This summer, LEA is working with an army of volunteers who are collecting samples to help determine the impact of septic systems on our lakes. As most homeowners know, wastewater from our homes and camps flows into a concrete septic tank where solids settle out and then the liquids continue on to a buried field of perforated pipes or chambers where the remaining water can filter into the ground (at least that is how it is supposed to work!). But many systems are old and they may not be functioning properly. This could lead to wastewater, which contains both nutrients that fertilize algae and human pathogens, getting into the lakes and ponds where we swim. To help determine if this is happening, volunteers are collecting water samples up and down the shores of lakes. These samples are then analyzed for the presence of optical brighteners. Optical brighteners are compounds found in some paper products and laundry detergents to make paper and fabrics “whiter and brighter”. Their presence alone in a sample of water is not a health issue, but it does indicate that septic systems may not be properly treating wastewater. This could mean that other, more harmful contaminates are getting in our lakes.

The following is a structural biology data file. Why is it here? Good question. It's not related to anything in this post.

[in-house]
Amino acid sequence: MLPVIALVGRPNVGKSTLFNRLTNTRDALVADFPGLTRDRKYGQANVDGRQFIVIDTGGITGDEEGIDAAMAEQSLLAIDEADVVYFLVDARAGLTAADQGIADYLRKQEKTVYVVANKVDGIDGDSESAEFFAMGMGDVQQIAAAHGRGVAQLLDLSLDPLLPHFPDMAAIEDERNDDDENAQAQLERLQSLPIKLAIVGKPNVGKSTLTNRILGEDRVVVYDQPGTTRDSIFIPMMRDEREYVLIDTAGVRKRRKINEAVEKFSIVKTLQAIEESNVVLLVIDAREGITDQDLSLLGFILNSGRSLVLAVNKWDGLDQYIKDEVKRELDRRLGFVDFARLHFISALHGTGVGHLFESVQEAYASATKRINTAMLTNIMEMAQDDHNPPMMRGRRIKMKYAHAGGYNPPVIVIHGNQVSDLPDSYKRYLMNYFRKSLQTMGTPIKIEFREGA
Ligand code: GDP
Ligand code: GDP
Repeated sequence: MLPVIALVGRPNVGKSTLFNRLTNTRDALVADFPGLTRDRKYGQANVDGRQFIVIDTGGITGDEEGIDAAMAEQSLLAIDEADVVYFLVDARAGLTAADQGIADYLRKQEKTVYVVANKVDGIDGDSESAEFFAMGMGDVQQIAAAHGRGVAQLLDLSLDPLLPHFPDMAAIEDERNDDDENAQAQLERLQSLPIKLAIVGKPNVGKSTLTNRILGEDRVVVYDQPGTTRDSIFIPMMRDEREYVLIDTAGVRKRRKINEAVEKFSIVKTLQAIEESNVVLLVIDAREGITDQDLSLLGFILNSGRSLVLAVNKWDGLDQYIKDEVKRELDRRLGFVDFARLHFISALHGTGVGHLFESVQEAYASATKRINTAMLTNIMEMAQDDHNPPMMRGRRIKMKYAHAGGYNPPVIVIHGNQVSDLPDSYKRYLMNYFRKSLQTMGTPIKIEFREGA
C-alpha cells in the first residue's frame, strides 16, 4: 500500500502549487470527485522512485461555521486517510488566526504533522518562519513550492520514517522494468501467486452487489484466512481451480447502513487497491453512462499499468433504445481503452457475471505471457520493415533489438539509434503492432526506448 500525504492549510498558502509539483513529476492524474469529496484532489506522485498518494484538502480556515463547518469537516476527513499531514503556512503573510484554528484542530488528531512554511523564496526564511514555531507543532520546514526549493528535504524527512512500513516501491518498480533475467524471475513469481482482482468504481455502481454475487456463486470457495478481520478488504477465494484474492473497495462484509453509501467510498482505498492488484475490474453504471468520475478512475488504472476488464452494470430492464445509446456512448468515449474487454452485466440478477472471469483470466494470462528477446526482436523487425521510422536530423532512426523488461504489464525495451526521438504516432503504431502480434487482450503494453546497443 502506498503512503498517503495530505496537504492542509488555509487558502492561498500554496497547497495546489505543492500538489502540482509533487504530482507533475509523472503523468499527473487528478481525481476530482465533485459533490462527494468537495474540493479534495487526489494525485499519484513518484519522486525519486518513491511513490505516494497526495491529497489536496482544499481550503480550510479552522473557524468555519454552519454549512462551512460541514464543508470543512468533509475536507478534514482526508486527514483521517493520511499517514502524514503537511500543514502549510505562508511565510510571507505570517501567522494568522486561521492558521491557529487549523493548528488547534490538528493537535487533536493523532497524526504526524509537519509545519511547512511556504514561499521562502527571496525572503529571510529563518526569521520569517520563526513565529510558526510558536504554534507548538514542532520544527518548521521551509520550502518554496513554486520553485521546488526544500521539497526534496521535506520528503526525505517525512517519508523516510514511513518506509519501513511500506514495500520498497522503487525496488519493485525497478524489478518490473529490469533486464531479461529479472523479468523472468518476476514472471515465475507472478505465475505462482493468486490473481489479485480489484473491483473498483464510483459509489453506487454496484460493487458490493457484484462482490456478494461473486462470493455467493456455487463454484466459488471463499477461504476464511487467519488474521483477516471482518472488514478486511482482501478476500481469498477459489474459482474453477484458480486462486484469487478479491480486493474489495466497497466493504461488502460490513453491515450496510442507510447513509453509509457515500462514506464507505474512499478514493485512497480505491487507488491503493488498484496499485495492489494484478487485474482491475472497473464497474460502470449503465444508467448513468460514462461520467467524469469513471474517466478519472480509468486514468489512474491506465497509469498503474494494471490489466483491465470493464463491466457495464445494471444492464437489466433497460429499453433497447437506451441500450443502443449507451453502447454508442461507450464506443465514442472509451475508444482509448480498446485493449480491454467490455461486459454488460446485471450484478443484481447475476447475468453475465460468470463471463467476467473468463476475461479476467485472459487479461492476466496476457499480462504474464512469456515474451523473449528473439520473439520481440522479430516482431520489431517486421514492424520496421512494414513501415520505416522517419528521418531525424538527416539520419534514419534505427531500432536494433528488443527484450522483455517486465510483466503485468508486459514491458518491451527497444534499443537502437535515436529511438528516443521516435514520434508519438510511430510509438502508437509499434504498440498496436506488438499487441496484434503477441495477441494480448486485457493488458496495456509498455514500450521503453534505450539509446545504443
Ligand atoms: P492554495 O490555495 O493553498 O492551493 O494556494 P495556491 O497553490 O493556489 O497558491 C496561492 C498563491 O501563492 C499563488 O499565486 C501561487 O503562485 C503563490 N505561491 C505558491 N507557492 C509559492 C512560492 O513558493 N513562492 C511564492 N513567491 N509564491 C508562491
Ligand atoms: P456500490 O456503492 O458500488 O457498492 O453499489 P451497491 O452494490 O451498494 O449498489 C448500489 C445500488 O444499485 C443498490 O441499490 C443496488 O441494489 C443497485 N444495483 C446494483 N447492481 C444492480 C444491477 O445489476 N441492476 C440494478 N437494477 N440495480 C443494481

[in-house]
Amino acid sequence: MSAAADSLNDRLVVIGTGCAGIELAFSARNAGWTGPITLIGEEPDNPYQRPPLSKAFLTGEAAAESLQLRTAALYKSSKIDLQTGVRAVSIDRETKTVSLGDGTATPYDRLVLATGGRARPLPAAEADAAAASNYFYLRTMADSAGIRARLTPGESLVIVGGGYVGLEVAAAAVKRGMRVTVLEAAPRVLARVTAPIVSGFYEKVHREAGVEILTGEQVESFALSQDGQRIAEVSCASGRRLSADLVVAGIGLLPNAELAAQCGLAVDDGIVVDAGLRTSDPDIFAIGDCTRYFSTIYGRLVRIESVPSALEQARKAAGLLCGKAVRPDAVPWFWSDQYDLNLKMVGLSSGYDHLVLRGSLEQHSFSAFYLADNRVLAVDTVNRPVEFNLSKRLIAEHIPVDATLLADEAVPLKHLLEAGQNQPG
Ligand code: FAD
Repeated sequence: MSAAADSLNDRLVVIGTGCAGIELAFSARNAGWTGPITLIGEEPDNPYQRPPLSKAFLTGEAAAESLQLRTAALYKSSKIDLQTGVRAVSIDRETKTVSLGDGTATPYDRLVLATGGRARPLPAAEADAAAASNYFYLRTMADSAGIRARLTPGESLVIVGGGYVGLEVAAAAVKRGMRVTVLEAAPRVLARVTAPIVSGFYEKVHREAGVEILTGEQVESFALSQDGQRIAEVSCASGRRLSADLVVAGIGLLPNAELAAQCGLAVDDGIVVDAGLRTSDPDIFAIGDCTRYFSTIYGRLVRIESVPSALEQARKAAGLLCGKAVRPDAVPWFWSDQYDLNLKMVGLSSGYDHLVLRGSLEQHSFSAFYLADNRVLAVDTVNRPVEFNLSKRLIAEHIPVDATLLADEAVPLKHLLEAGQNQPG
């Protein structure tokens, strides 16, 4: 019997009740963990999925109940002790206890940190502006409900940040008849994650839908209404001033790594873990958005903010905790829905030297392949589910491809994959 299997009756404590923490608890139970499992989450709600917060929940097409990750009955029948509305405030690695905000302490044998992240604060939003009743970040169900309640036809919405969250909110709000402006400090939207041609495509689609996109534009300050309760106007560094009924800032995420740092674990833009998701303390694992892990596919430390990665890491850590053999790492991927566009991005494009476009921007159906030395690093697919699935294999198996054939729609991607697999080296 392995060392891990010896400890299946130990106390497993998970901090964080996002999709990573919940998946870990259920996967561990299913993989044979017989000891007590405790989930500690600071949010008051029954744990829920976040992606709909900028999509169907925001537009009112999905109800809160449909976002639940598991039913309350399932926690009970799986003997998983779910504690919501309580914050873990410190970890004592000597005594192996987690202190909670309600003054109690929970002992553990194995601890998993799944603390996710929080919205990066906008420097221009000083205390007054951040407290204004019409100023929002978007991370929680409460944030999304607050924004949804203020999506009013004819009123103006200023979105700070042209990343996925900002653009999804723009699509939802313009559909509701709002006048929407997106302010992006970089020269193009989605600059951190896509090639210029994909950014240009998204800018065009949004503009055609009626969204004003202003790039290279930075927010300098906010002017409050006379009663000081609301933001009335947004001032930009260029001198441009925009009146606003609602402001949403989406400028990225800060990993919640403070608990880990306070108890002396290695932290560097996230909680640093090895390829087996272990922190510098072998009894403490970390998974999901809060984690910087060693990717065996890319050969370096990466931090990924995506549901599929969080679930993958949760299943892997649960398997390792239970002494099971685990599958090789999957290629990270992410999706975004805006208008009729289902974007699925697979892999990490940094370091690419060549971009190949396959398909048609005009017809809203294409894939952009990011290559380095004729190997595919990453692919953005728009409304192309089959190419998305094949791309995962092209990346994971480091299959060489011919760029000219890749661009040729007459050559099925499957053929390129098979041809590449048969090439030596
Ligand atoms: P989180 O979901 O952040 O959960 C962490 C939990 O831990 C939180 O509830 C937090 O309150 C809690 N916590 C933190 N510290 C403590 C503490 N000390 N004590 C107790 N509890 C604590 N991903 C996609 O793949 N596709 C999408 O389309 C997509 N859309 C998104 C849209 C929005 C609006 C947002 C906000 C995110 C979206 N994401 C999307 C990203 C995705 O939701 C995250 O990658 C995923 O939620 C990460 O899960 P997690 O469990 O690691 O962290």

The first round of sampling that was done in July revealed about one-third of all samples taken tested positive for optical brighteners. The initial findings are alarming, but all the results are not in yet – the second round of sampling is almost complete and samples are being analyzed. Volunteers revisited sites that tested positive and also sampled new locations to increase the coverage. We hope to expand this project next year with simultaneous testing for other indicators of waste contamination, like E.coli, to better quantify the extent of the problem. Please stay tuned and remember to pump your septic tank!